Call for Submissions—just 3 submissions left in the bin. If you’d like a fresh look at your work, please email to me re the directions below.
The Flogometer challenge: can you craft a first page that compels me to turn to the next page? Caveat: Please keep in mind that this is entirely subjective.
Note: all the Flogometer posts are here.
What's a first page in publishingland? In a properly formatted novel manuscript (double-spaced, 1-inch margins, 12-point type, etc.) there should be about 16 or 17 lines on the first page (first pages of chapters/prologues start about 1/3 of the way down the page). Directions for submissions are below.
A word about the line-editing in these posts: it’s “one-pass” editing, and I don’t try to address everything, which is why I appreciate the comments from the FtQ tribe. In a paid edit, I go through each manuscript three times.
Before you rip into today’s submission, consider this list of 6 vital storytelling ingredients from my book, Flogging the Quill, Crafting a Novel that Sells. While it's not a requirement that all of these elements must be on the first page, they can be, and I think you have the best chance of hooking a reader if they are.
Evaluate the submission—and your own first page—in terms of whether or not it includes each of these ingredients, and how well it executes them. The one vital ingredient not listed is professional-caliber writing because that is a must for every page, a given.
- Story questions
- Tension (in the reader, not just the characters)
Antonia has sent the prologue and first chapter of Strange Bodies.
The bodies of the Richardsons had been hanging from the giant fig tree for two days and nights and the flying, creeping, crawling and burrowing inhabitants of the bush had wasted no time in finding a new home.
A strong gust of wind blowing through the secluded rainforest was enough to set them swaying and twisting in a macabre dance that disturbed their new inhabitants not at all. Small animals, lizards, ants and assorted bugs foraging for their sustenance had lapped greedily at the juices that slowly dripped and oozed and trickled their way down from the strange bodies.
As the unnaturally entwined pair spun and swayed slowly there was, from time to time, a flash of light from the blackened fingers of what had once been a woman and a glint of gold from the wrist of what had once been a man.
A hungry kookaburra tugged at stray entrails that dangled like long juicy worms. The tantalising smell of putrid flesh had attracted many more creatures of the bush and the discordant hum and incessant buzz of a thousand or more blowflies and other insects filled the air, but there was no one there to hear it.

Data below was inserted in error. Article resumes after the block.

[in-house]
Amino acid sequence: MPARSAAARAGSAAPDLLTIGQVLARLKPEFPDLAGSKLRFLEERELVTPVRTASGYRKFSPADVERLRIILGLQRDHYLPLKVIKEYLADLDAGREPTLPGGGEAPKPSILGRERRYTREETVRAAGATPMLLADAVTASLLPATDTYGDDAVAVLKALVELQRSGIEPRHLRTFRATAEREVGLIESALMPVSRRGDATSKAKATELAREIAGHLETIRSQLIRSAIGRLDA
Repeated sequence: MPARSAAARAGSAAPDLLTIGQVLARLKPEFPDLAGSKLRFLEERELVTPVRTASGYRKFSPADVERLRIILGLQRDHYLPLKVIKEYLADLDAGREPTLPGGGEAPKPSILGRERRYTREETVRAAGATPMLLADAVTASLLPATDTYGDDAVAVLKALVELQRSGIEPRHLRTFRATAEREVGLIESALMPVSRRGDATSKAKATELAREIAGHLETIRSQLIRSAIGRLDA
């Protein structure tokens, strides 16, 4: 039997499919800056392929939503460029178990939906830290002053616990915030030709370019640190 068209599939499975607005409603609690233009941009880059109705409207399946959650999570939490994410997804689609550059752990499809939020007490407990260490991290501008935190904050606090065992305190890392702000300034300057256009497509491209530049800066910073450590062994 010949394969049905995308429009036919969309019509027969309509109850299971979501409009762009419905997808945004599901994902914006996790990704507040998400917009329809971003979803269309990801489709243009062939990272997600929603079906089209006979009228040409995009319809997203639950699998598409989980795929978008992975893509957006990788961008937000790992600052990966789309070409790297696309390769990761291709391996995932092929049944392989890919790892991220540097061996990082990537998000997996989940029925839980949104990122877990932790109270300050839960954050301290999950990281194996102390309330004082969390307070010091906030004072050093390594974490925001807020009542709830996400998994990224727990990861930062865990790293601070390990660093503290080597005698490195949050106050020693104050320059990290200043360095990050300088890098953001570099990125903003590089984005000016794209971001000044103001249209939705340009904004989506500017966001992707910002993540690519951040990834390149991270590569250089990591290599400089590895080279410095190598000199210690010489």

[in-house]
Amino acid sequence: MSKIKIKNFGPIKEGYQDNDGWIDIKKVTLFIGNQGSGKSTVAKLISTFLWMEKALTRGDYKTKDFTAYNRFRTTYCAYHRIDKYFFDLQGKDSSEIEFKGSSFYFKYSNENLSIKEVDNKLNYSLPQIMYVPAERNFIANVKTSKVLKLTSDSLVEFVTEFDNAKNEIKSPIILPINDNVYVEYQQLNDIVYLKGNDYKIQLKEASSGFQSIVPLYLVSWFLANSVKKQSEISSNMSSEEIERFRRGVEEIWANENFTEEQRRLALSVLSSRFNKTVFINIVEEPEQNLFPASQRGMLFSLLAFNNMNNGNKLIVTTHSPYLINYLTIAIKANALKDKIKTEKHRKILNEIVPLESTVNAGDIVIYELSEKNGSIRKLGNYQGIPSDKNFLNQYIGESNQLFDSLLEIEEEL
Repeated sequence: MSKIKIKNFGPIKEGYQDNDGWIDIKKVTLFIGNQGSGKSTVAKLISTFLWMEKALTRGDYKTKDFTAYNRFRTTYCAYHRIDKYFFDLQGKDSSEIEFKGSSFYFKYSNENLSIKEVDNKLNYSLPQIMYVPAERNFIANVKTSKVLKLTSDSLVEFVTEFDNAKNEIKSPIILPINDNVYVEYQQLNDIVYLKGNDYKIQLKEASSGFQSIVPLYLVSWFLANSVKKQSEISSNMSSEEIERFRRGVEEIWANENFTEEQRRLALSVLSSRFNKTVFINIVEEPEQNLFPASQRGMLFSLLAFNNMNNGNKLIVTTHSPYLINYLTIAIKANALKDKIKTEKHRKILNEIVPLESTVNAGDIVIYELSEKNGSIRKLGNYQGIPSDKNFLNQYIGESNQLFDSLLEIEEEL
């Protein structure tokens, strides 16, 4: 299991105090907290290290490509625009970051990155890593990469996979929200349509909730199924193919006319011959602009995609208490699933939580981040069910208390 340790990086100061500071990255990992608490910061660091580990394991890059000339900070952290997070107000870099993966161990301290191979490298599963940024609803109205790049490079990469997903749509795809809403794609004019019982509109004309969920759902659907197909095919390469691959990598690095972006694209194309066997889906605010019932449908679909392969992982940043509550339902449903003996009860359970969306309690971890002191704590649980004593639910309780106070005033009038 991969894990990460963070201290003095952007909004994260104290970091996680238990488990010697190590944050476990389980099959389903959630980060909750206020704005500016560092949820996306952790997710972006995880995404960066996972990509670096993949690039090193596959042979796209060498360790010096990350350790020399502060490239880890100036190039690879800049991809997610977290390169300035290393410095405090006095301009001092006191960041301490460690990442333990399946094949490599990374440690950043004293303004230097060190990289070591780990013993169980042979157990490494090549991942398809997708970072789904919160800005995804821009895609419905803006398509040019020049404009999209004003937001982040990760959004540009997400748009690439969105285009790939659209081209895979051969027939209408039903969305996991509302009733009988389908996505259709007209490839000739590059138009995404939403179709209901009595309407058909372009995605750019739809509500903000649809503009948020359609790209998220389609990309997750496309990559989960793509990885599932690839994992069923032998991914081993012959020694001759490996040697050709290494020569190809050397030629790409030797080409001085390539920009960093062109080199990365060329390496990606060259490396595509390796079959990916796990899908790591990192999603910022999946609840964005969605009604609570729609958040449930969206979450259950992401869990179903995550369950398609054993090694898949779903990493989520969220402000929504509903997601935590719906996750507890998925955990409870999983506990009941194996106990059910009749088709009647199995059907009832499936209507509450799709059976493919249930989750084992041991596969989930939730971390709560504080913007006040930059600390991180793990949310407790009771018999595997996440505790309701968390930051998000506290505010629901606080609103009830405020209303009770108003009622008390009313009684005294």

At six in the morning, Sydney sweltered, the outside temperature reaching thirty-five degrees already. At forty-five, sky shields would unfurl, but for now the November sun blazed nakedly from the cloudless eastern horizon.
Awakened far too early, Verity Burne stared at her skydome, mildly annoyed that she'd forgotten to opaque it the night before. She imagined she could feel the sting of the sun, though the cooling system of the house worked as efficiently as always. She considered darkening the room and getting another hour's sleep. She didn't recall having a nightmare; they hadn't lasted for long after Terry died. Ruthlessly, she pushed any thought of him away.
Today she decided to make an early start, catch up on some research. Little more needed to be done on the Coopers for their appearance on the chat show this Friday night, but a lot more research was needed on Gerald and Roberta Richardson for the following week's show.
What she'd uncovered about the Richardsons and their fabulous Ice Queen diamond intrigued her, but they were a real puzzle. According to the available information, they were from South Africa but she was having trouble confirming that, running into unexpected blocks during her searches. The magazine article she'd written about Roberta Richardson's jewellery had been sparse on personal details, and the Richardsons had refused to allow (snip)
Yes and No
Nice writing throughout, and I liked the voice. As for turning the page, the prologue gets a yes from me, particularly because of the cliffhanger “Not yet.” I wanted to know what had happened to them, and what was coming. I would not, however, do it in italics--plain text is just fine.
But not so much the chapter. It introduces us to an interesting future world and the protagonist. I enjoyed the scene-setting and brief taste of the new world, and the text did allude to the people whose bodies were in the prologue—but then nothing much happens on this page and in the rest of the chapter. We don’t know what this mystery means to the protagonist, nor are there any stakes apparent, or trouble ahead for her. In the rest of the chapter, she gets up and gets dressed. I think the story needs to start later, when something happens to disturb her life.
For what it’s worth.
Submitting to the Flogometer:
Email the following in an attachment (.doc, .docx, or .rtf preferred, no PDFs):
- your title
- your complete 1st chapter or prologue plus 1st chapter
- Please format with double spacing, 12-point font Times New Roman font, 1-inch margins.
- Please include in your email permission to post it on FtQ.
- And, optionally, permission to use it as an example in a book if that's okay.
- If you’re in a hurry, I’ve done “private floggings,” $50 for a first chapter.
- If you rewrite while you wait you turn, it’s okay with me to update the submission.
© 2012 Ray Rhamey